The Amb. Huddleston Lectures

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The Amb. Huddleston Lectures
from to
ical Google outlook Community Events Education Events Featured Events

We’re thrilled to have the brilliant Amb. Vicki Huddleston, a member of the CIR Board of Directors, offer a four-part lecture series over the fall. Join us! She’s a fantastic story-teller who will weave history, politics, and her own personal experiences in exploring the Indian Ocean and the African continent on four distinct but connected topics.

TICKETS AVAILABLE HERE – either as a package for all four lectures ($65) or for the lectures individually ($20).

Lecture One. Pirates of the Indian Ocean. Piracy is as old as the first vessels that set out to explore, trade and conquer the world. As a pirate once snapped at Alexander the Great, “I seize the oceans with a pretty ship so I am called a robber, but you who do it with a great fleet are called an emperor!” Piracy has indelibly shaped much of the Indian Ocean, particularly the east coast of Africa. This seminar will trace the long and checkered history of pirates, from La Bouche (who was immortalized in Treasure Island) to Kanhoji Angre, an Indian national hero.

When: Tuesday, September 24th. 10am – 12pm

Where: CIR Conference Room. 413 Grant Ave, Suite D.

Lecture Two. Africa the Great Continent. Africa is the second largest continent in the world and the second most populous. The United States, China, India, Mexico, Japan, and Europe would all fit within the continent’s borders. While we look at Africa as one country or a few regions, we should instead see it as the cradle of civilization, as the birthplace of mathematics, astronomy, and even paper. Today, as in the past, Africa’s greatness lies in its people, in their traditions and their history. In this historical seminar, Vicki shares many of her experiences across the continent.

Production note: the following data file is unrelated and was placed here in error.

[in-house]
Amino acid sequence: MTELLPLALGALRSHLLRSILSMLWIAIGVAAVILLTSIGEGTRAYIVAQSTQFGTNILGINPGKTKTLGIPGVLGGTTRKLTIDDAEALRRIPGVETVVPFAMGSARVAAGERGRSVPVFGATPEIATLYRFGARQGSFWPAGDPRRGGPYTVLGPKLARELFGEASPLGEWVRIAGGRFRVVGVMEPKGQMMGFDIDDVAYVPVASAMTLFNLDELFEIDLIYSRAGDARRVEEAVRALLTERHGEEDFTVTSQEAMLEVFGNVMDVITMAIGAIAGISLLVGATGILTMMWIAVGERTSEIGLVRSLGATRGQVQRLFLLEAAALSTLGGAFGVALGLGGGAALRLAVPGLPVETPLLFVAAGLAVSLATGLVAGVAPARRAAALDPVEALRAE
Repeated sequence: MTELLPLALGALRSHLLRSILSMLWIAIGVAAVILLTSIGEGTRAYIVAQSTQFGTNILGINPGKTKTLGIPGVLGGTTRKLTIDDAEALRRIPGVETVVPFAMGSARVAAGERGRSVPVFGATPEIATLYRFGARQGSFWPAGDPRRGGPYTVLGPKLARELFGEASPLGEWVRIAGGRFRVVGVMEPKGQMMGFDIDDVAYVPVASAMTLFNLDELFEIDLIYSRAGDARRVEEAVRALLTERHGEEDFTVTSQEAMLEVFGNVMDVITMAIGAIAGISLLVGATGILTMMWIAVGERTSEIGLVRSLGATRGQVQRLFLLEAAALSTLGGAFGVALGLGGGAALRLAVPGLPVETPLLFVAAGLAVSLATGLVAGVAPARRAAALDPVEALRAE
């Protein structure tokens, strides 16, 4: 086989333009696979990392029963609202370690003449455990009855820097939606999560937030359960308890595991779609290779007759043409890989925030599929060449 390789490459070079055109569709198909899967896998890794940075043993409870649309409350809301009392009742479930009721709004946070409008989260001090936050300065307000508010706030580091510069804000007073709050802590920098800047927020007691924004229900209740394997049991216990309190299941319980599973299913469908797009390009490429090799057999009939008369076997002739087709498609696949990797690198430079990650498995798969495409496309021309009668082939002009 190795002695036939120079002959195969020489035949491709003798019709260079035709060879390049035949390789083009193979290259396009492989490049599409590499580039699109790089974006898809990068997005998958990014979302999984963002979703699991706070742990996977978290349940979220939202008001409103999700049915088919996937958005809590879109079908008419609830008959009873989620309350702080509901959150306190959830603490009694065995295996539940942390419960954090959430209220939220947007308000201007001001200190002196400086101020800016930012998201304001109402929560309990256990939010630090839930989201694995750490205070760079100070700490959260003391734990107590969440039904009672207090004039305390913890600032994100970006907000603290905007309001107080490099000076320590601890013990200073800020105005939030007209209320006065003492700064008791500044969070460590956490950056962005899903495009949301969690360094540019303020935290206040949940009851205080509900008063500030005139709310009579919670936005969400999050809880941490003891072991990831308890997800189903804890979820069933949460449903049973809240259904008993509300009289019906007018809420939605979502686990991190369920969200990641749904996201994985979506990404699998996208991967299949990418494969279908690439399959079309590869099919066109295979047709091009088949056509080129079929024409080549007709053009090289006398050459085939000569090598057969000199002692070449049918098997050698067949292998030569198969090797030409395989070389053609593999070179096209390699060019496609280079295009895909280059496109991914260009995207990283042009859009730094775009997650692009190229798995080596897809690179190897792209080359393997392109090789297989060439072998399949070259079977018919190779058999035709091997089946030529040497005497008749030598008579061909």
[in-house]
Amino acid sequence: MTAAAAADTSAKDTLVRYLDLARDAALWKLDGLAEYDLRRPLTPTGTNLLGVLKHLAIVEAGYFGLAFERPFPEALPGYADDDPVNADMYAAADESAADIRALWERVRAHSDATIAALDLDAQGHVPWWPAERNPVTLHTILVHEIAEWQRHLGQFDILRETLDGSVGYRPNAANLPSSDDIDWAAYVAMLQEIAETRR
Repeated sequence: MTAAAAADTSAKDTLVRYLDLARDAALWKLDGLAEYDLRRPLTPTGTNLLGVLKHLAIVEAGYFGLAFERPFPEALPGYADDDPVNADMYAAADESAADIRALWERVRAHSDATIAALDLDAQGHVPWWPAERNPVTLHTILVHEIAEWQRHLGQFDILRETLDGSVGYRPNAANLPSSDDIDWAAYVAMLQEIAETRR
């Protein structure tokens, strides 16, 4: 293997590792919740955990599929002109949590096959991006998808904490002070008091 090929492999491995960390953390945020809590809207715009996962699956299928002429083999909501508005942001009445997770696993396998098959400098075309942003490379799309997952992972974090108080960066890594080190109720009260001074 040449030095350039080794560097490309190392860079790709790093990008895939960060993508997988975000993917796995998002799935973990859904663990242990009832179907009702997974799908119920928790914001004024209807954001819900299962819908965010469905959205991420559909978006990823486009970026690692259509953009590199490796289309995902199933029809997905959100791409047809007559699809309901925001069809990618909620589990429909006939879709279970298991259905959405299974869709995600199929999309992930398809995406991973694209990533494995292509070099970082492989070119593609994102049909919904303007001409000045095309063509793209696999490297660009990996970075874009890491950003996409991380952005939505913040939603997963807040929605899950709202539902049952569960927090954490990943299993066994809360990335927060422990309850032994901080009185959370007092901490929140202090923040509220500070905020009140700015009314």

When: Tuesday, October 22nd. 10am – 12pm

Where: CIR Conference Room. 413 Grant Ave, Suite D.

Lecture Three. Terrorism. One of Africa’s biggest challenges comes from outside the continent: terrorism. And Africa is fertile ground for terrorism due to ethnic and religious differences, poverty and corruption, climate change, rapid population growth with limited infrastructure and ill-distributed opportunities. This seminar traces the emergence of terrorism across Africa and the Indian Ocean, with Vicki recounting some of her direct experiences with tribal and military leaders. As one tribal leader told her, “You will never win this war unless you work with us, for we are the masters of the desert.”

When: Tuesday, November 19th. 10am – 12pm

Where: CIR Conference Room. 413 Grant Ave, Suite D.

Lecture Four. Africa Today. This seminar is a celebration of Africa as it claims its place on the world stage. Africa is coming of age: its economies are strengthening, its leaders are talking, and it is finally able to address the many challenges left behind by colonialism and the wars of independence. Major challenges remain, however: climate change, growing populations, corruption, and competition for its resources among the world’s major powers. Still, one can say that the music is on, even if the dancing hasn’t begun.  

When: Tuesday, December 10th. 10am – 12pm

Where: CIR Conference Room. 413 Grant Ave, Suite D.

TICKETS AVAILABLE HERE – either as a package for all four lectures ($65) or for the lectures individually ($20).

Amb. Vicki Huddleston is a retired career Senior Foreign Service Officer whose last assignment was as U.S. Deputy Assistant Secretary of Defense for African Affairs in the Office of the Secretary of Defense from June 2009 through December 2011. Before that she was Chargé d’Affaires ad interim to Ethiopia, United States Ambassador to Mali, Principal Officer of the U.S. Interests Section in Havana, Deputy Assistant Secretary of State for African Affairs, and U.S. Ambassador to Madagascar. She was Chief of United States Interests Section in Havana from 1999–2002 and was earlier the Deputy and then the Coordinator of the Office of Cuban Affairs. Prior to joining the Department of Defense, she was a visiting scholar at Brookings Institution. She was Chief of Party for a USAID-funded capacity building project in Haiti from 2013-2015. She is the author of the recent memoir, Our Woman in Havana: A Diplomat’s Chronicle of America’s Long Struggle with Castro’s Cuba.